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Hanuma Vihari presents India with left-field choice for opener

"As of now, I've not been informed [of] anything... if the team requires me to bat wherever, I am ready to bat," he says

Hanuma Vihari punches on the off side, Australia v India, 4th Test, Sydney, 1st day, January 3, 2019

Hanuma Vihari punches on the off side  •  Getty Images

With Rohit Sharma out of the New Zealand tour with a calf injury, a place has opened up at the top of India's Test-match batting line-up. The warm-up game in Hamilton was supposed to help them resolve the question of who would open alongside Mayank Agarwal in the first Test in Wellington, but their first innings only complicated the issue. Prithvi Shaw and Shubman Gill were both out for ducks, to balls that bounced disconcertingly from short of a length, and Agarwal extended a run of lean form by edging behind for 1.
It's still unlikely, but a different, left-field option may have presented itself to India's team management. Hanuma Vihari has opened before, at the MCG, and while he only made 8 and 13, he spent 80 minutes at the crease in the first innings, and nearly an hour in the second, helping see off the new ball and earning the praise of his captain Virat Kohli.
Batting at No. 6, Vihari made 101 at Seddon Park on Friday, and while he didn't face the new ball, there was still seam and extra bounce for the fast bowlers when he came in, and his unhurried, close-to-the-body technique was just what the Indians needed at 38 for 4.
It would be harsh to judge the three regular openers for their failures in one innings, in difficult conditions, but with Agarwal struggling for form and with Shaw (two Tests) and the uncapped Gill low on experience, Vihari could be an option for India to consider. This, of course, leaves the question of who bats at No. 6.
All this is speculation, of course, and India might not even pause to consider the idea of Vihari opening. He certainly hasn't heard any such talk just yet.
"As a player, I am prepared to bat anywhere," Vihari said at the end of the day's play. "As of now, I've not been informed [of] anything. As I've said before as well, if the team requires me to bat wherever, I am ready to bat."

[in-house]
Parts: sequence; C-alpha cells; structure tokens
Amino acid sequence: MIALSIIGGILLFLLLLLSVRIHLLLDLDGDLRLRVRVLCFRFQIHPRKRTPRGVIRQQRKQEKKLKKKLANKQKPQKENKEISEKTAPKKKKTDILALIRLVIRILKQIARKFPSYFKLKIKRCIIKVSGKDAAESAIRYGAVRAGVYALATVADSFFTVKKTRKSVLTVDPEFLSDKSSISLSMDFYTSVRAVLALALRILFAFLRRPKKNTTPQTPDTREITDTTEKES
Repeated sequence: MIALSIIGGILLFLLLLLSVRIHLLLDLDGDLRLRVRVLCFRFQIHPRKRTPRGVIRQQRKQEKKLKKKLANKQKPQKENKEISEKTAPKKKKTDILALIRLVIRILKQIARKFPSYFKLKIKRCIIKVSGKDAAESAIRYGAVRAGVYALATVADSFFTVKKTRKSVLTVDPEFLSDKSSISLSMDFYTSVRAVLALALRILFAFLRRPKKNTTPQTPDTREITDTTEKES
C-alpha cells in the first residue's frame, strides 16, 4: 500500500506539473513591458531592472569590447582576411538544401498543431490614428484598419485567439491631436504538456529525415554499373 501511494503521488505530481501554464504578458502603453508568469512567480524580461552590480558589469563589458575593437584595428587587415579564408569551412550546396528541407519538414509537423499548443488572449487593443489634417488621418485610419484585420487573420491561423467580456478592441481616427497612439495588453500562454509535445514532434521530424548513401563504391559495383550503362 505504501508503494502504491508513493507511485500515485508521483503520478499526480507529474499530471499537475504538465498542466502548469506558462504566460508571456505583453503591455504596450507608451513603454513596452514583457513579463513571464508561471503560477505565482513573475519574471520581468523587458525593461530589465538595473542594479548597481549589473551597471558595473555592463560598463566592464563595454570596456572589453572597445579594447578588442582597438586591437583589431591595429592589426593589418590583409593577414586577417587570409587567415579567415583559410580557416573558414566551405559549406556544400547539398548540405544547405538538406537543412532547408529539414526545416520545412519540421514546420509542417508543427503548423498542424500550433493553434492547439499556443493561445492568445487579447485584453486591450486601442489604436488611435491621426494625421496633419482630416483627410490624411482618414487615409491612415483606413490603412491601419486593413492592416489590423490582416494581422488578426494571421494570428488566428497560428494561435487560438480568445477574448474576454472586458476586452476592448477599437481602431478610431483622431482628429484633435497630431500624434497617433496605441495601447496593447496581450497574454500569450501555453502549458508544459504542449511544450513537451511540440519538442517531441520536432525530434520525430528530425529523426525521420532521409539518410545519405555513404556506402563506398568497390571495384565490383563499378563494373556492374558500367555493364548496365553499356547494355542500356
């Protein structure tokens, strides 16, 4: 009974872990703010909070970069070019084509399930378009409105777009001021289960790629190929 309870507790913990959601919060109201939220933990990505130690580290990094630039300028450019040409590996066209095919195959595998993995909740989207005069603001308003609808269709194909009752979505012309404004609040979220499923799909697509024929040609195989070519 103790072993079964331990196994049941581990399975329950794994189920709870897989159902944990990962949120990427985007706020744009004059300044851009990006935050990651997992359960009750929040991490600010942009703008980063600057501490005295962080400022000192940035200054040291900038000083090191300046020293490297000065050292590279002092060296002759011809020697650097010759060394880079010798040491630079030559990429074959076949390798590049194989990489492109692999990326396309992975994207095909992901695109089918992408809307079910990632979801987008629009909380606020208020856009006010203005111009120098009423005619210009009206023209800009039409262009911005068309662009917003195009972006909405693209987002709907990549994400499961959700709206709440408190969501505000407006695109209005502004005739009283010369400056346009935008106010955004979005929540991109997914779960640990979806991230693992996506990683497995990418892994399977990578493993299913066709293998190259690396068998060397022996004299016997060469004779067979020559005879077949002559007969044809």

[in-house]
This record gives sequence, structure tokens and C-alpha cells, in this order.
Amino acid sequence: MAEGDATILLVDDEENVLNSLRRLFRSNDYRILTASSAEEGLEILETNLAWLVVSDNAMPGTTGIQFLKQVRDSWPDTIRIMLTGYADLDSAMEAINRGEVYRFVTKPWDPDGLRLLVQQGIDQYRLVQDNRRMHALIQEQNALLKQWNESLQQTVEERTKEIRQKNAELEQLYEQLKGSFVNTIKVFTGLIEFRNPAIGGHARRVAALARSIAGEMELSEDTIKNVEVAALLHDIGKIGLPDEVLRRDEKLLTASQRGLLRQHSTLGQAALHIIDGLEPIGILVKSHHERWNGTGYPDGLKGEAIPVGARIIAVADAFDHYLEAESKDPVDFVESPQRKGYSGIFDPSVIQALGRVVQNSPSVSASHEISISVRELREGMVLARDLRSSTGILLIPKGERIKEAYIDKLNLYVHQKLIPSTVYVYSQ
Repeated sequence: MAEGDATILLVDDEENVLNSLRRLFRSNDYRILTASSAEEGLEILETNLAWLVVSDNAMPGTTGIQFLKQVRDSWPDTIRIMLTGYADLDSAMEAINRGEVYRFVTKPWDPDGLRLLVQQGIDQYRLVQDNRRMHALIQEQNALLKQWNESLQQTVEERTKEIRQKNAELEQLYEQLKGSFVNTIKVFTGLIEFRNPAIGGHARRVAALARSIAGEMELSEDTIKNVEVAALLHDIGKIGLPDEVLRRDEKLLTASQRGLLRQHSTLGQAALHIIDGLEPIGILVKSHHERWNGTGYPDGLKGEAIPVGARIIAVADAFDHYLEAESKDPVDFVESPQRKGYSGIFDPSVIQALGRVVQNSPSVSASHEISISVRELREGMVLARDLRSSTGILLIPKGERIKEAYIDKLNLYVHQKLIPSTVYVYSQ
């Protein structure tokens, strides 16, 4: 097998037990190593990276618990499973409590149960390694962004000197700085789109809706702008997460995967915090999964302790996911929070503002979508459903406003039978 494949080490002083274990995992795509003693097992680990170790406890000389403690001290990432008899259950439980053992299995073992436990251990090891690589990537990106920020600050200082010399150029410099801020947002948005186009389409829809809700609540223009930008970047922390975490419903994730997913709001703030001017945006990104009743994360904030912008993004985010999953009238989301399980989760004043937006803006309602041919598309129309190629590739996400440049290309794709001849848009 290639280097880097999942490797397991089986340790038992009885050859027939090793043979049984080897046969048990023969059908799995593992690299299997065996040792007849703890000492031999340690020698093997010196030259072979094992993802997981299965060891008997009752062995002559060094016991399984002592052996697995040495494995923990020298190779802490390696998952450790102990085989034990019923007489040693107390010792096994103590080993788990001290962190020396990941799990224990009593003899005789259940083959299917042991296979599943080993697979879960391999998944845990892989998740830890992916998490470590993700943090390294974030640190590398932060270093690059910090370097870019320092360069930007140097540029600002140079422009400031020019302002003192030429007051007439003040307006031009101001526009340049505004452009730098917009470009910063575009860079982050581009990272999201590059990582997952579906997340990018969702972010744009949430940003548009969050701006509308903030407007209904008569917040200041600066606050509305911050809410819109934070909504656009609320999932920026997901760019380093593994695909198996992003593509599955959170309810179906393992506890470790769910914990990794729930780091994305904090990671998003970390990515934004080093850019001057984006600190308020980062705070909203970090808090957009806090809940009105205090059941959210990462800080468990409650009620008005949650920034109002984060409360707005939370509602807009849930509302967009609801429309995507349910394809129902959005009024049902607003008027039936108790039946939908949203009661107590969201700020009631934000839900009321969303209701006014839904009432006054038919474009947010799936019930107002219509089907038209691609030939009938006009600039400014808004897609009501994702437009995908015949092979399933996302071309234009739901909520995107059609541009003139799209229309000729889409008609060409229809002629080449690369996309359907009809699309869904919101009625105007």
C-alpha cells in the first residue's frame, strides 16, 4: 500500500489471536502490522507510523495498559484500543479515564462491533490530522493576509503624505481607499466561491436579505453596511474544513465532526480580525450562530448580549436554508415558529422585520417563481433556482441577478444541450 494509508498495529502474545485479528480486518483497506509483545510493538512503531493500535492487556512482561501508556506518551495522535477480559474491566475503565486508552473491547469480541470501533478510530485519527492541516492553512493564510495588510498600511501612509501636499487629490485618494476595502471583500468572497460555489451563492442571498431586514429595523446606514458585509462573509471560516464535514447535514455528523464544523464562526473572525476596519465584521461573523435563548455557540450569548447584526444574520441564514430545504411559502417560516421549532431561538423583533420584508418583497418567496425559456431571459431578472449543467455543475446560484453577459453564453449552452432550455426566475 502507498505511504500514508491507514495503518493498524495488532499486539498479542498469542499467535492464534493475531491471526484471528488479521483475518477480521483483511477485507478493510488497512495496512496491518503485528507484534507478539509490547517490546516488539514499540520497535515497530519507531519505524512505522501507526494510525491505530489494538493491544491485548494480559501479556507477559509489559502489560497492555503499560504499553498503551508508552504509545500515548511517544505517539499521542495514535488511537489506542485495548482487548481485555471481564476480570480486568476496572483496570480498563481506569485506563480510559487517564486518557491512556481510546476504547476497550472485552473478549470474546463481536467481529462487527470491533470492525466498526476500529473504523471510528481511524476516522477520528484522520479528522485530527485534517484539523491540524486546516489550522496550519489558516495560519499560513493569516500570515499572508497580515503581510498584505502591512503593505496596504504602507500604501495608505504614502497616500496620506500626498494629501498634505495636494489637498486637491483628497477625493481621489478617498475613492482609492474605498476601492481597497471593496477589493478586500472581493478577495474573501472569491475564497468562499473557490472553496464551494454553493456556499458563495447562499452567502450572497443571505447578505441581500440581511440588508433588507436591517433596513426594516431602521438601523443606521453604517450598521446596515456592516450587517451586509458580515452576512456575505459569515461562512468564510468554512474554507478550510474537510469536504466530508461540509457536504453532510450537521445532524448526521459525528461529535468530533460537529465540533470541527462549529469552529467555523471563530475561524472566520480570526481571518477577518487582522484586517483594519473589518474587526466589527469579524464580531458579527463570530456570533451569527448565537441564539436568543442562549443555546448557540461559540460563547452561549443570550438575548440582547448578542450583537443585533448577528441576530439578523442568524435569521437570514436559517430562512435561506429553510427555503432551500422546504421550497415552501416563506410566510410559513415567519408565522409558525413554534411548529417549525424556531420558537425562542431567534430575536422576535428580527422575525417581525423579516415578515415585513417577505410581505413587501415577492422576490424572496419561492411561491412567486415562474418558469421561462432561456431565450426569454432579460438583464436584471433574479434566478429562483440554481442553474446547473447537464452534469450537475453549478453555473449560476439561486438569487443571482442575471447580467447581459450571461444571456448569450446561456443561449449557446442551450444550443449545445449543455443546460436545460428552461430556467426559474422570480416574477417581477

Whenever he bats, there's a sense of calmness about Vihari, a sense that he has a plan and won't be swayed from it too easily. Here, he found the extra bounce surprising, but along with Cheteshwar Pujara - with whom he would eventually put on 195 - formulated a plan to deal with it.
"The talk was to bat time and to see off the new ball," he said. "Obviously they were bowling in great areas and the wicket had good bounce, extra bounce, more than what I've experienced in New Zealand before. So I took some time to adjust and once I knew what shots I had to avoid early on this wicket, maybe horizontal [-bat] shots, I tried to avoid that."
Vihari said he was pleased to have worked out a way to adjust to testing conditions.
"At the international level, you have to be thinking on your feet," he said. "And I was quick enough to adjust my game according to the conditions, so whenever I bat next, New Zealand or Australia, wherever it is, it is up to me what I want to do with my game and how quickly I adjust and I'm happy that I could do it."
Once Pujara and Vihari settled in, the New Zealand XI briefly attempted to bounce both batsmen out, with Scott Kuggeleijn, who took the first three wickets, going around the wicket and peppering them with short balls. Neither batsman was unduly troubled with this tactic, but Vihari knows he might have to face more of it in the upcoming Test series, particularly from Neil Wagner.
"We experienced that [in India A's unofficial Test series] against New Zealand A as well," Vihari said. "When the wicket flattens out, they try to experiment with the short balls and I'm sure even Neil Wagner will come up with the same ploy.
"We've seen it before in the Australian series and the home series for them. We are prepared for it. We've got that good experience in India A as well. They did come up with short balls when we played against New Zealand A. Today as well they bowled quite a number of short balls. It's good exposure for us."
The bounce at Seddon Park may have been a surprise, but the grass cover was fairly typical of New Zealand pitches in red-ball cricket. Vihari expects more of the same in the Test series.
"Maybe we'll get pitches like these," he said. "Because their [New Zealand's] strength is fast bowling, so maybe they'll give this much grass or a little less. They have a very experienced bowling attack but it's good that we got some time in the middle and we experienced these conditions. They were tough and it's good to experience tough conditions before the series and we're happy with the way the day went."

Karthik Krishnaswamy is a senior sub-editor at ESPNcricinfo